SEOUL, South Korea — North Korea fired two presumed short-range ballistic missiles into its eastern sea on Monday, South Korean officials said, resuming weapons demonstrations after a months-long hiatus that may have been forced by the coronavirus crisis in Asia.
The launches came two days after North Korea’s state media said leader Kim Jong Un supervised an artillery drill aimed at testing the combat readiness of units in front-line and eastern areas.
South Korea's Joint Chiefs of Staff said the projectiles were fired from an area near the coastal town of Wonsan and flew about 240 kilometers (149 miles) northeast on an apogee of about 35 kilometers (22 miles). It said the South Korean and U.S. militaries were jointly analyzing the launches. JCS officials later told reporters that the weapons were presumed to be short-range ballistic missiles.
North Korea likely tested one of its new road-mobile, solid-fuel missile systems or a developmental “super large” multiple rocket launcher it repeatedly demonstrated last year, said Kim Dong-yub, an analyst from Seoul's Institute for Far Eastern Studies. Experts say such weapons can potentially overwhelm missile defense systems and expand the North’s ability to strike targets in South Korea and Japan, including U.S. bases there.
Kim Jong Un had entered the new year vowing to bolster his nuclear deterrent in the face of “gangster-like” U.S. sanctions and pressure, using a key ruling party meeting in late December to warn of “shocking” action over stalled nuclear negotiations with the Trump administration.
He also said North Korea would soon reveal a new “strategic weapon” and insisted the country was no longer “unilaterally bound” to a self-imposed suspension on the testing of nuclear and intercontinental ballistic missiles. But Kim did not explicitly lift the moratorium or give any clear indication that such tests were impending and seemed to leave the door open for eventual negotiations.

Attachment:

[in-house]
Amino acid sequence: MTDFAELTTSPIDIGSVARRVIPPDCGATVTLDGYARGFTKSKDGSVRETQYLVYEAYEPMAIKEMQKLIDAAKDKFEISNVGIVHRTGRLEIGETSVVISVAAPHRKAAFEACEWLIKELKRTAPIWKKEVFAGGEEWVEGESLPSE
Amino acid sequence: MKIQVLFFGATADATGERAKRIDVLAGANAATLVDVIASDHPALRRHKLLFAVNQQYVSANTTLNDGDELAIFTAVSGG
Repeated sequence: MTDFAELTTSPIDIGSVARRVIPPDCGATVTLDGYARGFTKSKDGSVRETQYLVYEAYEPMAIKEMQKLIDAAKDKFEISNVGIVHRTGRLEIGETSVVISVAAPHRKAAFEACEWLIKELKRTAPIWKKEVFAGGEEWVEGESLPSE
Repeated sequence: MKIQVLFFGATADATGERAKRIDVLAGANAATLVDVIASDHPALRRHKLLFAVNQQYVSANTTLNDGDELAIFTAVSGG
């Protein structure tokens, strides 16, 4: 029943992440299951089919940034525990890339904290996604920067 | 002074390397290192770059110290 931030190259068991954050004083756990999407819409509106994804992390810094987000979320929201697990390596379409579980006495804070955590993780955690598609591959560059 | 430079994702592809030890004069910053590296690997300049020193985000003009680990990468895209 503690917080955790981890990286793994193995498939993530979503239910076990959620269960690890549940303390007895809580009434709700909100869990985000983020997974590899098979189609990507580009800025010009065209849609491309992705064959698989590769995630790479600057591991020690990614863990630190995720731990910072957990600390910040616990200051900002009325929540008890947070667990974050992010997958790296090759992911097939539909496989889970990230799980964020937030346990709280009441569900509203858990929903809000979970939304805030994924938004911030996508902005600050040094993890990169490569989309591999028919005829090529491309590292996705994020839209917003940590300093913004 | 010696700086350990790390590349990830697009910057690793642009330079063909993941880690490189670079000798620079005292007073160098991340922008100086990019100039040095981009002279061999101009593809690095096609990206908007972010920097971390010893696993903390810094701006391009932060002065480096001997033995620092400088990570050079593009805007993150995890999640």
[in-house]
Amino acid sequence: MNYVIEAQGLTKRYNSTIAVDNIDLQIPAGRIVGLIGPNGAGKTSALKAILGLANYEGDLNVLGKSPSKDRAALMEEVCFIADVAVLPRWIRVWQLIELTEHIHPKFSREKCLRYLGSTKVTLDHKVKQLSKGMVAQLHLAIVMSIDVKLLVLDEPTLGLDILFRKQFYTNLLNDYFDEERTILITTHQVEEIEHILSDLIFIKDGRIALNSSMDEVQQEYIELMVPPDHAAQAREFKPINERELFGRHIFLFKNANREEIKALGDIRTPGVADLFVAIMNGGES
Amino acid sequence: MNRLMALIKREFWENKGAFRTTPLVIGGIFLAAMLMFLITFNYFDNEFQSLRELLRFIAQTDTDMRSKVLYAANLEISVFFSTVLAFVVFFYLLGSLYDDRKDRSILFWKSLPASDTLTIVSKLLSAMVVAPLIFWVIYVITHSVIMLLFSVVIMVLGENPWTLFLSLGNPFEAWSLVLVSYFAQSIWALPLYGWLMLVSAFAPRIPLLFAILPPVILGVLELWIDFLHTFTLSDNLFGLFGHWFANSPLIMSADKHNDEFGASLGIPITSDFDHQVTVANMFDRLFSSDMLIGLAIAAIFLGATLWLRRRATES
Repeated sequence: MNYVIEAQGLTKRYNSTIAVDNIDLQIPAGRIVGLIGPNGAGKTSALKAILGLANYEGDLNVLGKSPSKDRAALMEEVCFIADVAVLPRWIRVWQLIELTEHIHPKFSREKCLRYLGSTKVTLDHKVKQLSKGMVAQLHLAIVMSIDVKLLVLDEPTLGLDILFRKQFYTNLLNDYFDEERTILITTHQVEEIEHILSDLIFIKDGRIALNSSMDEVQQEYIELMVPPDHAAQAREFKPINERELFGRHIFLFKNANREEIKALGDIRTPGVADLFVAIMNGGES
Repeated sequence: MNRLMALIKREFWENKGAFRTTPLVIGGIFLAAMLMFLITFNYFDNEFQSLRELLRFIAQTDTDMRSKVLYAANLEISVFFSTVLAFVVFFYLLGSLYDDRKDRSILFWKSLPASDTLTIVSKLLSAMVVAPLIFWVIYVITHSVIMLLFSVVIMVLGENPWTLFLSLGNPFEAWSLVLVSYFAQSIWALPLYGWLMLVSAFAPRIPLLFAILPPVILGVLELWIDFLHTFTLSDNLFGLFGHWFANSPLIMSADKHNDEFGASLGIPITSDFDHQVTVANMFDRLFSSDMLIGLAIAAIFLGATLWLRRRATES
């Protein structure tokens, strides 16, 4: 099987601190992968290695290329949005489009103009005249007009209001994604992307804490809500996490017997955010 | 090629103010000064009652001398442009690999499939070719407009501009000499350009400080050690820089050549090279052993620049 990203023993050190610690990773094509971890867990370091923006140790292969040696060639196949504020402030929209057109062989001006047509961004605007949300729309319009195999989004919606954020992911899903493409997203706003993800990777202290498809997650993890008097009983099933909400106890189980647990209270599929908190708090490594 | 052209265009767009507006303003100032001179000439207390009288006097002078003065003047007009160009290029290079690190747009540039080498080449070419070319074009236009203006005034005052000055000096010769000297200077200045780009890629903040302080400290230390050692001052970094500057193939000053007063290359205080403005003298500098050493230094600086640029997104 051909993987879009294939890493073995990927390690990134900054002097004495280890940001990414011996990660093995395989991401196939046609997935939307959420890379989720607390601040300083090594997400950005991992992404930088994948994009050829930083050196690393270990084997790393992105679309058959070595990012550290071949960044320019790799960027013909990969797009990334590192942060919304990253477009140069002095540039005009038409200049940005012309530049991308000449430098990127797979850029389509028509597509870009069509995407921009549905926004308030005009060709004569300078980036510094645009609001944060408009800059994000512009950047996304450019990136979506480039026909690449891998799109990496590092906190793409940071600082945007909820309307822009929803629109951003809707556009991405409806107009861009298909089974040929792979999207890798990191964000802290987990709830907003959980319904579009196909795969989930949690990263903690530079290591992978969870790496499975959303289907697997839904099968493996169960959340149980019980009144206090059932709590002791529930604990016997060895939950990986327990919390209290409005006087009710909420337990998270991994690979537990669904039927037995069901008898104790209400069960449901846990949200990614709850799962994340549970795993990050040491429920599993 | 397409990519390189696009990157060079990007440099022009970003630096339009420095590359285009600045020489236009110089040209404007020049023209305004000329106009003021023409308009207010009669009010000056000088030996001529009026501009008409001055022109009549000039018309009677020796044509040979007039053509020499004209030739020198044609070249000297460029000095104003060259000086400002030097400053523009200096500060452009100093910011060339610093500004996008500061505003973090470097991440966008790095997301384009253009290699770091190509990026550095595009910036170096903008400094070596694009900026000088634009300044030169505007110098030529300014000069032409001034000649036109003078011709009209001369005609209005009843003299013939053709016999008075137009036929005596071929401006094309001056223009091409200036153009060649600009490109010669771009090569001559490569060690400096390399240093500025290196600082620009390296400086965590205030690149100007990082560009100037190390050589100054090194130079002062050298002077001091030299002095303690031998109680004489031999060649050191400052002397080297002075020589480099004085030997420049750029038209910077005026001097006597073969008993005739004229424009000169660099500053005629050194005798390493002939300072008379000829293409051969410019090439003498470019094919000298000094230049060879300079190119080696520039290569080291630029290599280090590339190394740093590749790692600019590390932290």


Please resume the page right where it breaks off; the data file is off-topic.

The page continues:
South Korea's presidential office said National Security Director Chung Eui-yong discussed the launches with the South's defense minister and spy chief, and that the officials expressed “strong concern” over the North's resumption of testing activity, which could raise military tensions.
Japan said that it had not detected any projectile landing in its territory or its exclusive economic zone, and that no sea vessels or aircraft had been damaged.
“The repeated firings of ballistic missiles by North Korea is a serious problem for the international community including Japan, and the government will continue to gather and analyze information, and monitor the situation to protect the lives and property of the people," the Defense Ministry's statement said.
The recent lull in North Korea's launches had experts wondering whether the North was holding back its weapons displays while it was fighting the coronavirus, which state media has described as a matter of “national existence.” Some analysts speculated that the North cut back training and other activities involving large gatherings of soldiers to reduce the possibility of the virus spreading within its military.